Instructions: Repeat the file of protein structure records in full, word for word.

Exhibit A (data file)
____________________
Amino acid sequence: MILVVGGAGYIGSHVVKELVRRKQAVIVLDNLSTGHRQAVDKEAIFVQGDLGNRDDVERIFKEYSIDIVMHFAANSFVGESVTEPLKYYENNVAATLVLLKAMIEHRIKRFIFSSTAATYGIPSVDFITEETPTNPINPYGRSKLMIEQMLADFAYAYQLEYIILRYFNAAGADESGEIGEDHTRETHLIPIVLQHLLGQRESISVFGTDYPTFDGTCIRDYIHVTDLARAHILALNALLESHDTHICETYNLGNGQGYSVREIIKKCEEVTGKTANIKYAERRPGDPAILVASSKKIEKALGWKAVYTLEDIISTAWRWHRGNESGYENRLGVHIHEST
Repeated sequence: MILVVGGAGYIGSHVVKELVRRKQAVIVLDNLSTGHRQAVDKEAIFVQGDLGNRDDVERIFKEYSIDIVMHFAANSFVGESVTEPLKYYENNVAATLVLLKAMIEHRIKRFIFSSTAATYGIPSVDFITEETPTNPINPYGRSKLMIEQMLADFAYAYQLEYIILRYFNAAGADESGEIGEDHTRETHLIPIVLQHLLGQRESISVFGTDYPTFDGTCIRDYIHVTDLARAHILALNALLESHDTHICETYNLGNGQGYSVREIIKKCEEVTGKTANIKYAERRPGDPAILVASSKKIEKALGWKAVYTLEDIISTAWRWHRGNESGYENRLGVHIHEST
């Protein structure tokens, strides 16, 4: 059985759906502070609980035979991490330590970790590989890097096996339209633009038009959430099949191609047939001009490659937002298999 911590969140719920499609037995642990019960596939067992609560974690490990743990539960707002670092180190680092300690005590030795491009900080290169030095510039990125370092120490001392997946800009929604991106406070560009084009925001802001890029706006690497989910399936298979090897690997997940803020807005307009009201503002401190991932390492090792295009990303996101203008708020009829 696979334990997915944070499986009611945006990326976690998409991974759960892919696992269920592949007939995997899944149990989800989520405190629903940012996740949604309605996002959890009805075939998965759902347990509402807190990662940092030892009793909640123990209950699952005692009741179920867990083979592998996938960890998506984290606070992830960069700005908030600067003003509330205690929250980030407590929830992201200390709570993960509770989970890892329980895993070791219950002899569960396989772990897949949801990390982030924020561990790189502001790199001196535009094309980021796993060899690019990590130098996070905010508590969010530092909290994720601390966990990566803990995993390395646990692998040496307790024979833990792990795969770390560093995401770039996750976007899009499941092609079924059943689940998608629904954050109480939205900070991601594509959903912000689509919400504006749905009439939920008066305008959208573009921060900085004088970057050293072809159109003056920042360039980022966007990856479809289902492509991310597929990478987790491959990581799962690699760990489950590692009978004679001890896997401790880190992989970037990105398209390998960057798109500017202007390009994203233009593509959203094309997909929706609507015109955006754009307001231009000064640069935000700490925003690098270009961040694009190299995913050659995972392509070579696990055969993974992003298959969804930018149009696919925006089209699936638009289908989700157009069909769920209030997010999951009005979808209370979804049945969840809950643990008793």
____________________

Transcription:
Amino acid sequence: MILVVGGAGYIGSHVVKELVRRKQAVIVLDNLSTGHRQAVDKEAIFVQGDLGNRDDVERIFKEYSIDIVMHFAANSFVGESVTEPLKYYENNVAATLVLLKAMIEHRIKRFIFSSTAATYGIPSVDFITEETPTNPINPYGRSKLMIEQMLADFAYAYQLEYIILRYFNAAGADESGEIGEDHTRETHLIPIVLQHLLGQRESISVFGTDYPTFDGTCIRDYIHVTDLARAHILALNALLESHDTHICETYNLGNGQGYSVREIIKKCEEVTGKTANIKYAERRPGDPAILVASSKKIEKALGWKAVYTLEDIISTAWRWHRGNESGYENRLGVHIHEST
Repeated sequence: MILVVGGAGYIGSHVVKELVRRKQAVIVLDNLSTGHRQAVDKEAIFVQGDLGNRDDVERIFKEYSIDIVMHFAANSFVGESVTEPLKYYENNVAATLVLLKAMIEHRIKRFIFSSTAATYGIPSVDFITEETPTNPINPYGRSKLMIEQMLADFAYAYQLEYIILRYFNAAGADESGEIGEDHTRETHLIPIVLQHLLGQRESISVFGTDYPTFDGTCIRDYIHVTDLARAHILALNALLESHDTHICETYNLGNGQGYSVREIIKKCEEVTGKTANIKYAERRPGDPAILVASSKKIEKALGWKAVYTLEDIISTAWRWHRGNESGYENRLGVHIHEST
């Protein structure tokens, strides 16, 4: 059985759906502070609980035979991490330590970790590989890097096996339209633009038009959430099949191609047939001009490659937002298999 911590969140719920499609037995642990019960596939067992609560974690490990743990539960707002670092180190680092300690005590030795491009900080290169030095510039990125370092120490001392997946800009929604991106406070560009084009925001802001890029706006690497989910399936298979090897690997997940803020807005307009009201503002401190991932390492090792295009990303996101203008708020009829 696979334990997915944070499986009611945006990326976690998409991974759960892919696992269920592949007939995997899944149990989800989520405190629903940012996740949604309605996002959890009805075939998965759902347990509402807190990662940092030892009793909640123990209950699952005692009741179920867990083979592998996938960890998506984290606070992830960069700005908030600067003003509330205690929250980030407590929830992201200390709570993960509770989970890892329980895993070791219950002899569960396989772990897949949801990390982030924020561990790189502001790199001196535009094309980021796993060899690019990590130098996070905010508590969010530092909290994720601390966990990566803990995993390395646990692998040496307790024979833990792990795969770390560093995401770039996750976007899009499941092609079924059943689940998608629904954050109480939205900070991601594509959903912000689509919400504006749905009439939920008066305008959208573009921060900085004088970057050293072809159109003056920042360039980022966007990856479809289902492509991310597929990478987790491959990581799962690699760990489950590692009978004679001890896997401790880190992989970037990105398209390998960057798109500017202007390009994203233009593509959203094309997909929706609507015109955006754009307001231009000064640069935000700490925003690098270009961040694009190299995913050659995972392509070579696990055969993974992003298959969804930018149009696919925006089209699936638009289908989700157009069909769920209030997010999951009005979808209370979804049945969840809950643990008793």